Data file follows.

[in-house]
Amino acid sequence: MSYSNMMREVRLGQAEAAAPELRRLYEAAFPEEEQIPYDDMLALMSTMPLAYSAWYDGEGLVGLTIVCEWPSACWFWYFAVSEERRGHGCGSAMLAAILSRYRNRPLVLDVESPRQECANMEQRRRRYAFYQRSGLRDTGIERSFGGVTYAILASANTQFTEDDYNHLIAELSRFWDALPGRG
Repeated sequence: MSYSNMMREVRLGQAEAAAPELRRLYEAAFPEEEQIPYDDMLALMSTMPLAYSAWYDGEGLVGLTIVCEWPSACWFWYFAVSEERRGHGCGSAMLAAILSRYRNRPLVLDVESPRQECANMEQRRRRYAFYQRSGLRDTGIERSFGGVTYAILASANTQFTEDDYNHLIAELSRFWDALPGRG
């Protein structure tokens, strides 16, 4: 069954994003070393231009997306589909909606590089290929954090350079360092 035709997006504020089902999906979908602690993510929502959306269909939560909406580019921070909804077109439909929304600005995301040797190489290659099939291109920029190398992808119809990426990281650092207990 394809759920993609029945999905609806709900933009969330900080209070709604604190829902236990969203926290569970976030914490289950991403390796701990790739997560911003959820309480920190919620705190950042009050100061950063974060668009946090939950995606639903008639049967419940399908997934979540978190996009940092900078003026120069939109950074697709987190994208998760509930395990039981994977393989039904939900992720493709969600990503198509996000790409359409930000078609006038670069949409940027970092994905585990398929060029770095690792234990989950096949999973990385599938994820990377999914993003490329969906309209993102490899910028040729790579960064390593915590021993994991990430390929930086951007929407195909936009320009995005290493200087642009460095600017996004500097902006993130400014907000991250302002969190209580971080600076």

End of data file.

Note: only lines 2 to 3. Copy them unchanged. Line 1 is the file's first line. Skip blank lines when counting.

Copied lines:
Amino acid sequence: MSYSNMMREVRLGQAEAAAPELRRLYEAAFPEEEQIPYDDMLALMSTMPLAYSAWYDGEGLVGLTIVCEWPSACWFWYFAVSEERRGHGCGSAMLAAILSRYRNRPLVLDVESPRQECANMEQRRRRYAFYQRSGLRDTGIERSFGGVTYAILASANTQFTEDDYNHLIAELSRFWDALPGRG
Repeated sequence: MSYSNMMREVRLGQAEAAAPELRRLYEAAFPEEEQIPYDDMLALMSTMPLAYSAWYDGEGLVGLTIVCEWPSACWFWYFAVSEERRGHGCGSAMLAAILSRYRNRPLVLDVESPRQECANMEQRRRRYAFYQRSGLRDTGIERSFGGVTYAILASANTQFTEDDYNHLIAELSRFWDALPGRG